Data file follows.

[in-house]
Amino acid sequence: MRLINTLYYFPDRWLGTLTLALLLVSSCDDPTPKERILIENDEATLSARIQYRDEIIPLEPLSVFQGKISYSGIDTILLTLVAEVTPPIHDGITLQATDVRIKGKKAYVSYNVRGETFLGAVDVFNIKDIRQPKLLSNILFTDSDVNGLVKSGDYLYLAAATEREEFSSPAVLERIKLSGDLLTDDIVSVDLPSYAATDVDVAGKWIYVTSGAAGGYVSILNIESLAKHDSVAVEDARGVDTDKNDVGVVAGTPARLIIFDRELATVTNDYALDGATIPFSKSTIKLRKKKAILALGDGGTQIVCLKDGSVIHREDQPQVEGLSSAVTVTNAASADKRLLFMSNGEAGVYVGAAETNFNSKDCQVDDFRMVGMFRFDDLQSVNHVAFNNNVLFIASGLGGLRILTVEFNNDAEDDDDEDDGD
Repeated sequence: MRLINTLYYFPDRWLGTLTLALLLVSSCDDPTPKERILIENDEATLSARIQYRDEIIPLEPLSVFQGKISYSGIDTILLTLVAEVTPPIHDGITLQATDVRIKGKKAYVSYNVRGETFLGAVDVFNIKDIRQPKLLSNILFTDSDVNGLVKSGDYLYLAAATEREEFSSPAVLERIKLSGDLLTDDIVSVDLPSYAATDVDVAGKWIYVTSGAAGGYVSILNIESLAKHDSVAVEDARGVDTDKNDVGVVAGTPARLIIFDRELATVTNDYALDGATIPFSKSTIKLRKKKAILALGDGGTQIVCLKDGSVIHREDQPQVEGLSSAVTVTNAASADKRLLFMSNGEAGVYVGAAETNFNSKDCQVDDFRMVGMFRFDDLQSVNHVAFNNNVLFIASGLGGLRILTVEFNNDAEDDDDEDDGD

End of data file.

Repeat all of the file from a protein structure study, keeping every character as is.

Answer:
[in-house]
Amino acid sequence: MRLINTLYYFPDRWLGTLTLALLLVSSCDDPTPKERILIENDEATLSARIQYRDEIIPLEPLSVFQGKISYSGIDTILLTLVAEVTPPIHDGITLQATDVRIKGKKAYVSYNVRGETFLGAVDVFNIKDIRQPKLLSNILFTDSDVNGLVKSGDYLYLAAATEREEFSSPAVLERIKLSGDLLTDDIVSVDLPSYAATDVDVAGKWIYVTSGAAGGYVSILNIESLAKHDSVAVEDARGVDTDKNDVGVVAGTPARLIIFDRELATVTNDYALDGATIPFSKSTIKLRKKKAILALGDGGTQIVCLKDGSVIHREDQPQVEGLSSAVTVTNAASADKRLLFMSNGEAGVYVGAAETNFNSKDCQVDDFRMVGMFRFDDLQSVNHVAFNNNVLFIASGLGGLRILTVEFNNDAEDDDDEDDGD
Repeated sequence: MRLINTLYYFPDRWLGTLTLALLLVSSCDDPTPKERILIENDEATLSARIQYRDEIIPLEPLSVFQGKISYSGIDTILLTLVAEVTPPIHDGITLQATDVRIKGKKAYVSYNVRGETFLGAVDVFNIKDIRQPKLLSNILFTDSDVNGLVKSGDYLYLAAATEREEFSSPAVLERIKLSGDLLTDDIVSVDLPSYAATDVDVAGKWIYVTSGAAGGYVSILNIESLAKHDSVAVEDARGVDTDKNDVGVVAGTPARLIIFDRELATVTNDYALDGATIPFSKSTIKLRKKKAILALGDGGTQIVCLKDGSVIHREDQPQVEGLSSAVTVTNAASADKRLLFMSNGEAGVYVGAAETNFNSKDCQVDDFRMVGMFRFDDLQSVNHVAFNNNVLFIASGLGGLRILTVEFNNDAEDDDDEDDGD